Before They Were Stars, They Drove These Cars
Some training wheels are better than others, but even celebrities start somewhere.
We’ve come to know these celebrities for screaming around screens at full tilt, pushing all manner of wheeled glory to the limit for our amusement. It’s no surprise the (mostly) A-listers on this list have commanded a multitude of rare and/or high-end vehicles as their bank accounts grew flush. But which cars started them on the road to automotive acclaim? Herewith, your burning questions answered.
Vin Diesel: 1978 Chevrolet Monte Carlo
Diesel hit up a repo auction in New York City where he fell in love with a 1978 Monte Carlo. The auctioneers wouldn’t allow the vehicle to be started, though Diesel did get a chance to nose around under the hood, deemed it in good order and entered a few bids. He won the car for $175, and later recalled thinking he’d hit the jackpot, given the low price. Driving the Chevy from the auction up the West Side Highway, Diesel recalls not being able to see traffic behind him due to billowing blue smoke. While this dud was neither fast nor furious, Diesel later made up for it by snapping up an unnamed number of the cars from his franchise.
Jeremy Clarkson: Mark II Ford Cortina 1600E
Jezza came from money—he reportedly passed his driving test in his grandfather’s old Rolls-Royce—but his first car cost a mere £900. It also helped cement the former Top Gear star’s love of fast Fords. The Cortina was a slam dunk in Britain due to its value and reliability, selling more than a million units. Their follow up, the Mark II, was essentially more of the same, only slightly better, and that was enough for Clarkson. His chariot was purchased from a local grocer and featured a lowered suspension, bucket seats, four headlights on the grill and a tweaked 1.6-liter, though the resulting 88 horsepower would not be enough for the Clarkson we know.
Dax Shepard: 1984 Ford Mustang GT
Shepard, who grew up in Detroit, opted for one hell of a starter: the GT. The Mustang’s turbocharged, intercooled inline four had a displacement of 2.3 liters and produced 175 ponies and 210 lb-ft of torque. However, Shepard’s love affair with Ford was fleeting. He’s long proclaimed to be a GM man, and at 18 he put his money where his mouth is by having the crossed-flags emblem from the Corvette tattooed on his back.
Paul Newman: 1929 Ford Model A
With a top speed of about 65 mph, the Model A isn’t very fast by modern standards, though at the time it was nothing to thumb your nose at. The 3.3-liter inline four issued 40 hp, controlled by a 3-speed sliding gear manual tranny. Given the classic design, it’s easy to picture this as Newman’s introduction into the automotive world. His second car? A 1937 Packard, picked up for $150 in the late Forties.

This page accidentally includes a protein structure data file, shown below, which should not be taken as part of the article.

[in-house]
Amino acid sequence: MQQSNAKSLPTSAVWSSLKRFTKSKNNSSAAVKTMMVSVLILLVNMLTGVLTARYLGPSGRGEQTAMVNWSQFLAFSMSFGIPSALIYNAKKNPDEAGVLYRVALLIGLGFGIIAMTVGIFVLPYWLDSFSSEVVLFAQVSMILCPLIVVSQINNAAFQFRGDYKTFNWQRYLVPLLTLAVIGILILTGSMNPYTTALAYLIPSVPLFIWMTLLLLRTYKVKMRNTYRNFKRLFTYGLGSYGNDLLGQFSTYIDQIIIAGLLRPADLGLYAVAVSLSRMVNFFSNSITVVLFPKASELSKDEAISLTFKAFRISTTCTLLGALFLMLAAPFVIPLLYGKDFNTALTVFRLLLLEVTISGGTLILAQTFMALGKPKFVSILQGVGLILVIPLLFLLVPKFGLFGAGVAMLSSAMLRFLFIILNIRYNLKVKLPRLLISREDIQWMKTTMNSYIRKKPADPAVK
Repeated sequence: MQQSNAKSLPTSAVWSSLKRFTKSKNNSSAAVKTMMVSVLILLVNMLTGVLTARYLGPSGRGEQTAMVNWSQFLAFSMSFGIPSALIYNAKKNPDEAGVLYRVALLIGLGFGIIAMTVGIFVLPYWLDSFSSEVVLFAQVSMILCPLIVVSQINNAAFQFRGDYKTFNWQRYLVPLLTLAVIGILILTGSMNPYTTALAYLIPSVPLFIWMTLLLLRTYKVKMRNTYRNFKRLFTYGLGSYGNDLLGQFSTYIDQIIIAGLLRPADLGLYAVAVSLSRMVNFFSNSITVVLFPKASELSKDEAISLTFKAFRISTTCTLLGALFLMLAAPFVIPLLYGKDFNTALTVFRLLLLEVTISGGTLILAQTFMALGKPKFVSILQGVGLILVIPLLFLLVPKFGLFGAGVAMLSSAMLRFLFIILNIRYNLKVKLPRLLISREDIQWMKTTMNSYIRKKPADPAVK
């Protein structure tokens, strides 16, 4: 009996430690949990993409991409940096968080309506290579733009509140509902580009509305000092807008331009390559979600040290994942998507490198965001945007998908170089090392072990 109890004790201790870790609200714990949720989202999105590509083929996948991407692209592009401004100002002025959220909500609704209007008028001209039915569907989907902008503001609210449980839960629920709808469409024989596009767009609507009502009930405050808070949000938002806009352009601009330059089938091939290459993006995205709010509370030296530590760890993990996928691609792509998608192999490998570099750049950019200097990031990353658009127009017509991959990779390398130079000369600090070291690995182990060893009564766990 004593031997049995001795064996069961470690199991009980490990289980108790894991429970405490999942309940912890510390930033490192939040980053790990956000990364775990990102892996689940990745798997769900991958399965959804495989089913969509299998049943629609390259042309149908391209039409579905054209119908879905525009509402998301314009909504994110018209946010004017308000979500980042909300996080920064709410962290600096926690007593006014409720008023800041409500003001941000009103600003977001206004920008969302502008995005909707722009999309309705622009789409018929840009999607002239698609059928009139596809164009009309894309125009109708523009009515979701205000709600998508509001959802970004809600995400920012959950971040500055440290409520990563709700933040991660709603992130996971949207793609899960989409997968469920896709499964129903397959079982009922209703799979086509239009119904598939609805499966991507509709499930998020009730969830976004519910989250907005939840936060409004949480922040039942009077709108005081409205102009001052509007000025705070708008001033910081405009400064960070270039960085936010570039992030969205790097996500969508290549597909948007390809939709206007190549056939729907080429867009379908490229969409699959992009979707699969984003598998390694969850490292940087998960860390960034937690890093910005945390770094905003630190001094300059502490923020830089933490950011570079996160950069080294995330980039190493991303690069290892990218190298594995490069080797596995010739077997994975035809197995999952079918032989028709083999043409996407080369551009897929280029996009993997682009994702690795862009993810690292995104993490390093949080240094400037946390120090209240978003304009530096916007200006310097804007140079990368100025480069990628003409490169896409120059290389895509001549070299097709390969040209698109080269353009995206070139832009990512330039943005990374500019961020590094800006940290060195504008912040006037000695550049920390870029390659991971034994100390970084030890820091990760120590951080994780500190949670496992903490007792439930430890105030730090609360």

Adam Carolla: 1978 Mazda B-Series Pickup
Much like the man himself, Carolla’s first set of wheels had plenty of character. The manual Mazda was a long-bed, helpful as he was working as a carpenter and needed to haul tools, supplies and lumber. The rest of the import was less helpful. The bench seat was missing, replaced by run-of-mill dinette chairs bolted to the frame, and it rarely got moving without a bump start or a push. Carolla has since described it as a piece of crap, though he does fondly recall the stick shifter being appointed with a nifty eight-ball.
Tom Cruise: Dodge Colt
Sure, it says Dodge on the hood, but this is really a re-badged Mitsubishi Galant. When it launched in 1970, it had a modest four-cylinder, 1,597 cc engine that mustered 100 hp, though as emissions regulations grew more stringent, it dropped to 83 hp. That was probably more than enough to get Cruise around his hometown of Syracuse, N.Y., but Days of Thunder this was not.
Ludacris: 1986 Plymouth Reliant
Luda’s Reliant was more of a hoopty than not, but it was better than “riding the cheese,” the actor has remarked. That colorful euphemism represented the school bus, which Luda despised, so when he had the chance to buy his teacher’s old Plymouth, he leapt at it. While the boxy car was nothing to turn heads, the paint job may have because it was so flawed. After a bad wax, the wax wormed its way permanently into the paint, making it blotchy and unsightly. Luda didn’t care much. He was too enamored with the 15” subwoofers he installed in the trunk since, as he claims, in the South, sound is everything.
Eric Bana: 1974 Ford Falcon XB Coupe
When a teenaged Bana watched the Bathurst races, he was immediately taken with the Falcon coupe and knew he had to own one. It took him a bit to save up just over $1,000 to buy a ‘74 GT hardtop variant of his dream car and a few years longer to fix it up. His beaut, nicknamed “The Beast,” went from his daily driver to his race bomb, after he entered it into Targa in 2007. Beast—along with Bana—nearly died after rocketing off the route directly into a tree. The crash is captured on film as part of Bana’s documentary to the car, Love the Beast. He’s since rebuilt his prized baby.
Daniel Craig: Nissan Cherry
James Bond’s first ride was not quick and doubtfully capable of catching the eye of lovely ladies. A minuscule, front-wheel driver from Japan, the four-cylinder had a 1.2 liter and cost Craig £300, which he later has stated was probably too much for what it was. It also took Craig a few tries to procure his driver’s license. He’s admitted he was too drunk to go the first time. No matter how many shaken martinis mixed the night before, Bond would’ve made the appointment and gotten it handled.
Steve McQueen: 1958 Porsche Speedster
The first car the King of Cool bought new was the sexy, iconic 356. It was also the first car he campaigned, winning an SCCA race in Santa Barbara in ‘59. Of course Bullitt would snag the top podium spot his inaugural race. While he eventually sold it, McQueen missed it so much, he re-bought it and ensured it never left the family.
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